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Sept. 11 trial stumbles on documents so secret the judge can’t see them. For now.

U.S. Army military judge Col. James L. Pohl, shown in this July 7, 2005 file photo at Fort Hood, Texas, is the chief of the Guantánamo military commissions judiciary.
U.S. Army military judge Col. James L. Pohl, shown in this July 7, 2005 file photo at Fort Hood, Texas, is the chief of the Guantánamo military commissions judiciary. ASSOCIATED PRESS

In a bizarre new episode in the Sept. 11 trial, defense lawyers wrote a legal brief based on documents from the prosecution that are so far so secret the judge can’t see them.

Death penalty defender Jay Connell described the ongoing problem Monday at the opening of a weeklong pretrial hearing in the case against five men accused of conspiring in the Sept. 11, 2001, hijackings that killed nearly 3,000 people in New York, at the Pentagon and in a Pennsylvania field.

He said that he had sought starting June 7 to file a Top Secret legal pleading and 10 accompanying notices, supported by 5,000 pages of documents. But the court’s security officer would not take them because they had unfamiliar classification markings.

In them, based on court discussion, Connell appeared to be asking the judge to call certain experts and government witnesses on the question of when the war on terror began. Also, he appears to be seeking experts to testify on the reliability of post-torture interrogations in a bid to disqualify any confessions his client, Ammar al Baluchi, made to FBI agents soon after he got to Guantánamo in 2006.

Miami Herald Guide to the Sept. 11 war crimes trial

Prosecutors who had provided Connell with the material in trial preparation were trying to figure out if the judge and his security staff need a security clearance to see it.

Connell was puzzled. If he, presumably had clearance to see the material, how could the judge not?

“As I understood the problem,” Connell said, “there’s the possibility that some of these compartments ... have been disestablished and the reason that the trial judiciary asked me to get the classification review was to find out, do these compartments still exist. If so, what is their current name so that they can seek a read-on for you or for me or for whoever.”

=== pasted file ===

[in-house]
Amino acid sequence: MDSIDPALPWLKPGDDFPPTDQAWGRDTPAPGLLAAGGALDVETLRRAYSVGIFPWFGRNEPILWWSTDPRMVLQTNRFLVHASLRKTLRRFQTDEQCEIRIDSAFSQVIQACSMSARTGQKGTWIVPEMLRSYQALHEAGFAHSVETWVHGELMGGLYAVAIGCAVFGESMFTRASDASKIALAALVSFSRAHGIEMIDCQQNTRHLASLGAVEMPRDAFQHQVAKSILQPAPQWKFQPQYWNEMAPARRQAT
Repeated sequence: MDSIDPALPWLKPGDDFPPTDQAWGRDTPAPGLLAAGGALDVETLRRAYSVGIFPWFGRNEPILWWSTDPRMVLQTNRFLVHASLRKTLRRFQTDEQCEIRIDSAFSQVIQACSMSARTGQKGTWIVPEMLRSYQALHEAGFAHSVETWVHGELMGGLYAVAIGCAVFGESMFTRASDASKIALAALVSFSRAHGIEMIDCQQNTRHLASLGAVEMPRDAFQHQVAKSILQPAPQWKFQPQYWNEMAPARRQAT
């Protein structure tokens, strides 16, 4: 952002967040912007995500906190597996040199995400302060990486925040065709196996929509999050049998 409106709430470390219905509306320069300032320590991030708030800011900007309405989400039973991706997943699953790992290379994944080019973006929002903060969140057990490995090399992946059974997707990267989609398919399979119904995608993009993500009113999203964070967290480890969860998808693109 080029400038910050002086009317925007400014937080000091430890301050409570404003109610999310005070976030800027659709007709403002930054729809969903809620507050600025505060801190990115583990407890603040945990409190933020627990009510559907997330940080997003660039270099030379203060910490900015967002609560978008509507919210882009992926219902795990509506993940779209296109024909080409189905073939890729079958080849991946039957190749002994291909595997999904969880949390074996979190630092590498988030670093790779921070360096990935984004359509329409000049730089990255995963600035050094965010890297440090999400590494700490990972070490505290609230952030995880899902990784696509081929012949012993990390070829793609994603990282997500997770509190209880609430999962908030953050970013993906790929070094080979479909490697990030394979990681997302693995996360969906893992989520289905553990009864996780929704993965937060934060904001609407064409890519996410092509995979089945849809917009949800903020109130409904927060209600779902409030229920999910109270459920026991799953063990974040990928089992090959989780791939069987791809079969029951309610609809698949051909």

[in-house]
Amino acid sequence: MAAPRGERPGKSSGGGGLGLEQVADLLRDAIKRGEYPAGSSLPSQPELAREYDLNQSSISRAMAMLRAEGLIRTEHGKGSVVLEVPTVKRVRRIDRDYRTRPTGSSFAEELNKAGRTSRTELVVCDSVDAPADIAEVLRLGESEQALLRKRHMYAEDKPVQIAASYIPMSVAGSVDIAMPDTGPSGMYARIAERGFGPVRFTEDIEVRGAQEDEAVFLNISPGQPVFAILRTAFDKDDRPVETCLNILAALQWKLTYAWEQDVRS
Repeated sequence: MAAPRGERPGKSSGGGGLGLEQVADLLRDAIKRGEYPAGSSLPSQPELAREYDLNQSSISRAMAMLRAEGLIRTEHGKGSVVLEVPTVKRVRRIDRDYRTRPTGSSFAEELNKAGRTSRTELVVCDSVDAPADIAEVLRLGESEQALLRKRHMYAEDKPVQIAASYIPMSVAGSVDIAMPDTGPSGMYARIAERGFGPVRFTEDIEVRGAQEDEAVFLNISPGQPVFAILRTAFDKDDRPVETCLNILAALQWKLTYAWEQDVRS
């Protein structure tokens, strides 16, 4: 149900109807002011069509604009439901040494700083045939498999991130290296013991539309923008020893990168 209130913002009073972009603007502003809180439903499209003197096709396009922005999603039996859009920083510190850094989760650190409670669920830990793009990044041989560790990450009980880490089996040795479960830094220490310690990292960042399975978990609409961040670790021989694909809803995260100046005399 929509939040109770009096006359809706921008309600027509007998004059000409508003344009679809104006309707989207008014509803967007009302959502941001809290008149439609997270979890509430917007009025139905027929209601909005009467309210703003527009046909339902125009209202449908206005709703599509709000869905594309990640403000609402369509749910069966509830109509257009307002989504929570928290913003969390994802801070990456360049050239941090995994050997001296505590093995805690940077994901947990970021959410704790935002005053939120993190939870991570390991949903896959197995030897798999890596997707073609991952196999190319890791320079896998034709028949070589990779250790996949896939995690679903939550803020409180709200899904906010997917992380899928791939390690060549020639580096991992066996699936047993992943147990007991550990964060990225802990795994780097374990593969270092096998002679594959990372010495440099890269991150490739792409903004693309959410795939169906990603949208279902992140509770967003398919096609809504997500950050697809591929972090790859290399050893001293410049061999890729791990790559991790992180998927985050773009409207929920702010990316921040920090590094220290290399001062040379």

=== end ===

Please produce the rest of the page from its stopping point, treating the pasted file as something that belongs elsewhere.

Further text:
The trial judge, Army Col. James Pohl, expressed similar bewilderment at an ongoing effort by prosecutors to figure out whether the judge and his staff had been cleared.

Attorney David Nevin, defending the alleged 9/11 plotter, said Khalid Sheik Mohammed was disturbed on Sunday to learn about the ongoing issue.

Nevin quoted Mohammed as telling him Sunday: “I’m used to the idea that they can kill me based on things I can’t see. But now it seems they want to kill me based on things the judge can’t see.”

Pohl expressed discomfort with the characterization “that somehow this case is going to be adjudicated with evidence that I don’t see. I don’t think that’s really going to happen.”

However, he noted, “Mr. Nevin did make a good point,” noting this was an “issue of a document being marked with a program that nobody’s aware of ... My office rejected it because we don’t know what the program is.”

Connell is the Pentagon-paid death-penalty defender of Mohammed’s nephew, Baluchi. The trial takes place in a maximum-security, eavesdrop-proof court compound where the public gets to hear the proceedings on a 40-second delay — in case someone divulges classified information that only those inside, with Top Secret clearances, can hear.

This is not the first time the case has stumbled over a clearance problem.

In October 2015, the judge required an intelligence agency authorization, known as a read-on, to receive some information as well. In this instance, the prosecution is working with the intelligence community to identify the programs or agencies responsible for classifying the information in Connell’s filings to determine what, if any, authorization the judge and his staff would need.

READ MORE: Guantánamo war court huddles over secret Pentagon program

Carol Rosenberg: 305-376-3179, @carolrosenberg